The hero and heroine meet, fall in love, and live happily ever after. In real life, some people believe in love at first sight, but others say it’s not possible: that love is a choice, or that love grows as two people develop their relationship. They say love at first sight is attraction at best (and more likely lust), as we can’t truly love someone we don’t know. As such, Love at First Sight has to be managed carefully in Christian romance.
A couple are separated by forces outside their control—overbearing parents, an accident, a war. In some historical romances, one character travels (e.g. to America), promising to send for the other but something goes wrong. Anyway, the two meet again, years later, and have the opportunity to rekindle their relationship.
Two strangers are trapped together in an elevator or a snowstorm (or anything that forces the hero and heroine to spend time together with no interruptions). They form a relationship, continue that relationship after they are rescued, and live happily ever after.
Mail Order Bride
Mail order bride stories are typically set in the American West, between 1870 and 1900. Women were scarce, so men would advertise for brides, correspond with them, then pay their train fares from some eastern city to the West. As such, it’s a marriage of two almost-strangers in the nineteenth century of online dating.
Two people who appear to be polar opposites are attracted to each other, and have to work out if their relationship can overcome their differences. This is a popular trope, as opposites give instant conflict … which means plenty of external tension.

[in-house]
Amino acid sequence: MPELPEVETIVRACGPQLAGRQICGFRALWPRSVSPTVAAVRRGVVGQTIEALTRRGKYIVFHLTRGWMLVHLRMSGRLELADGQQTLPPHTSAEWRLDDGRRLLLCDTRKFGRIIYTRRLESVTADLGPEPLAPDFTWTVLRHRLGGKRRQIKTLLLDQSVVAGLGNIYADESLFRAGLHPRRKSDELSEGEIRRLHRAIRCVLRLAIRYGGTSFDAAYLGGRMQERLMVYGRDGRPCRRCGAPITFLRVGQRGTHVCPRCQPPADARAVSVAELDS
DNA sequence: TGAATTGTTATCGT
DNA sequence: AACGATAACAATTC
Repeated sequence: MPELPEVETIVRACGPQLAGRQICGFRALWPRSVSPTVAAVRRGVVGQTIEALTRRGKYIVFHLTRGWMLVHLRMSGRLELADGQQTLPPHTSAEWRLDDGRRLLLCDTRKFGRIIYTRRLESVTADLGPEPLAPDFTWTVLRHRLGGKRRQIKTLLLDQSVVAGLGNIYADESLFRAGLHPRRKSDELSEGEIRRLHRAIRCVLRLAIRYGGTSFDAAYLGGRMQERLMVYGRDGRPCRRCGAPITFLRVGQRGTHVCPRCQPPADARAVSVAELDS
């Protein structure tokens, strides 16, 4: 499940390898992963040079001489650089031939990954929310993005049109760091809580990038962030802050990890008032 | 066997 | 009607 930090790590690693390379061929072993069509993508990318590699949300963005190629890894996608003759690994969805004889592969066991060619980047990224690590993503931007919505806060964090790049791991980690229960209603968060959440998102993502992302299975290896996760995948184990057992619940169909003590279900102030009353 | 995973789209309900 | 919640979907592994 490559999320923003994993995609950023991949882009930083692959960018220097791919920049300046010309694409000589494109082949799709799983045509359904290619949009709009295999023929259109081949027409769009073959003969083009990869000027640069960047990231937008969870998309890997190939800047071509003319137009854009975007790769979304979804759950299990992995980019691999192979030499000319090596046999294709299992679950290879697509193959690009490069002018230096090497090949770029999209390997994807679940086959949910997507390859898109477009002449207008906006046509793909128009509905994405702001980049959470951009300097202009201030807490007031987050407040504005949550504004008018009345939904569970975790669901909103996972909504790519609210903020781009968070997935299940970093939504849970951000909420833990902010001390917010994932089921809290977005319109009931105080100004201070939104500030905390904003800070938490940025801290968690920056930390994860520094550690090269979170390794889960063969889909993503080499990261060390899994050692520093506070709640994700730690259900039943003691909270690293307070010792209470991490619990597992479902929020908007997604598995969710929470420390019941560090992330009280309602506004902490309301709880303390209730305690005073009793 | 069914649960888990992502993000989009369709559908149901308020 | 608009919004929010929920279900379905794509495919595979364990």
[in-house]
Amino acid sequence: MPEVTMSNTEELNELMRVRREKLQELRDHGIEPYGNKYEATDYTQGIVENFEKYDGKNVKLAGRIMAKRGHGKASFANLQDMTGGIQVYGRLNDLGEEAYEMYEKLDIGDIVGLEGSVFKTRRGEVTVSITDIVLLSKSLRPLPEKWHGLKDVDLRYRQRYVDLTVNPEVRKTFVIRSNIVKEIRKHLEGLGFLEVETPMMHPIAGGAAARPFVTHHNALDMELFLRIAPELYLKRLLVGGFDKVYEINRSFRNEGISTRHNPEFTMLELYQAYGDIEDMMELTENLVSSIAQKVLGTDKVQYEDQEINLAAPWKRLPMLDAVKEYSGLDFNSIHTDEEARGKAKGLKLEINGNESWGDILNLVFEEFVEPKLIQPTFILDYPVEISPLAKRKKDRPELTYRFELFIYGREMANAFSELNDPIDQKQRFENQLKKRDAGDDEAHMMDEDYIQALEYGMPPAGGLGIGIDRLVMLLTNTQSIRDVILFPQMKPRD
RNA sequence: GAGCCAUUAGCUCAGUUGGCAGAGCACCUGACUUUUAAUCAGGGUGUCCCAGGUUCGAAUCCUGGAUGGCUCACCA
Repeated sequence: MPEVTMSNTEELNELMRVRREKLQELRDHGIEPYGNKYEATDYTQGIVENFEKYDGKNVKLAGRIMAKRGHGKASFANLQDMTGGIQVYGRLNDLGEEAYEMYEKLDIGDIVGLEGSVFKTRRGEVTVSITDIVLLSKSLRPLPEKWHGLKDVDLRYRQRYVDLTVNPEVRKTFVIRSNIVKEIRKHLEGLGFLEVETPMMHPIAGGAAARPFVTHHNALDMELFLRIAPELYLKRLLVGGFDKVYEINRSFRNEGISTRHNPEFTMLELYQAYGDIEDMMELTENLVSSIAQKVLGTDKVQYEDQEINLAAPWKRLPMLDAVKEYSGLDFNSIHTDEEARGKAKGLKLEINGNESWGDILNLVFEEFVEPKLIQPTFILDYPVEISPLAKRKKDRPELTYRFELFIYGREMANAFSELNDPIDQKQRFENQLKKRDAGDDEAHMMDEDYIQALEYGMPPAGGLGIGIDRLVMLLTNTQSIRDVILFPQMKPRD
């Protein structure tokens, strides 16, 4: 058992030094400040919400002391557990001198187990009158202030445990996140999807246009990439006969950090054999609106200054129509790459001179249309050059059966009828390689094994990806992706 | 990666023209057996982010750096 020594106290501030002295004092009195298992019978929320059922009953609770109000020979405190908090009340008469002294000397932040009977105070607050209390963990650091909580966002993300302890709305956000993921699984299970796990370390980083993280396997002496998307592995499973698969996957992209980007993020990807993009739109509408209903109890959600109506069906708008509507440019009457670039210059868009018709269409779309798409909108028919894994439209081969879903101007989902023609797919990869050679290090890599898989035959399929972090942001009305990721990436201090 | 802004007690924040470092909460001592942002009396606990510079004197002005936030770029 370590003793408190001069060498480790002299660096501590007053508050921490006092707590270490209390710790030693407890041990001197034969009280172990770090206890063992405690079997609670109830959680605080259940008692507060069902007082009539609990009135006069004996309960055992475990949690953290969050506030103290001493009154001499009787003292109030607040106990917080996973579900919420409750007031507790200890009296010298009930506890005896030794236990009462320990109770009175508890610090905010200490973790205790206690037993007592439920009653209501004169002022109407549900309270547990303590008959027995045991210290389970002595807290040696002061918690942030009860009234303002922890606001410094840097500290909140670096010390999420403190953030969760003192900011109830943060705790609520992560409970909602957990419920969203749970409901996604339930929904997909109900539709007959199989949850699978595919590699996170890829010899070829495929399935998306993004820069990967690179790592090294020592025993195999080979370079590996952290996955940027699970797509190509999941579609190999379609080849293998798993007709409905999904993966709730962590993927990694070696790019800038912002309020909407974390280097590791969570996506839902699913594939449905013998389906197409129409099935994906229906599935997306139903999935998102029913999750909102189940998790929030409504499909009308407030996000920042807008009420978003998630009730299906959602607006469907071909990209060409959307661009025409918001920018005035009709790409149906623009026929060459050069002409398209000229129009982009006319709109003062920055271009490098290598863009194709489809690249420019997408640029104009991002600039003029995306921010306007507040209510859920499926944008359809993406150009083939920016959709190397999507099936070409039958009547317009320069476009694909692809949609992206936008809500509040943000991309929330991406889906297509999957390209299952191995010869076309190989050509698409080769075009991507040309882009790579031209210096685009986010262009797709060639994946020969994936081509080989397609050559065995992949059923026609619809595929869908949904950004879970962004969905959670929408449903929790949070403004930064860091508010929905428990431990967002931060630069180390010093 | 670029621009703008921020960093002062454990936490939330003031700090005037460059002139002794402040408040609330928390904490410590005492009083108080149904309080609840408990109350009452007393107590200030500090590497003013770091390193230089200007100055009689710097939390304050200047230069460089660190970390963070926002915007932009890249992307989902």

Example: Then There Was You by Kara Isaac
The “good” character (often the heroine) is attracted to someone her parents or friends consider to be an inappropriate choice—the “bad boy”. This gives two levels of conflict—the hero may have to convince the heroine he’s “good enough” (or vice versa), and they both have to convince others that their relationship can succeed despite their differences.
Example: The Masterpiece by Francine Rivers
The hero and heroine are destined to be together by fate/the gods/some other external and usually supernatural force. If either the hero or heroine is in any other relationship, it is destined to fail. The Soul Mate trope is common in urban fiction or paranormal romance, where it seems that all good werewolves and many other werebeings readily accept that they are somehow supernaturally linked to one other being.
This is an uncommon trope in Christian fiction, perhaps because it shows a preference for predestination vs. free will, and modern Christian fiction tends to avoid such theological questions.
The advantage of using tropes is that readers are familiar with them and often have favourite tropes they will read over and over. The disadvantage of using tropes is that readers are familiar with them, and can become bored because the trope is too predictable.
One solution to this problem is to twist tropes (e.g. have a male Ugly Duckling), or use multiple tropes. Many of the tropes do work well together. For example, a Fake Romance may be coupled with a Belated Epiphany, where the fake relationship comes to an agreed end, then one main character realises s/he actually does love the other.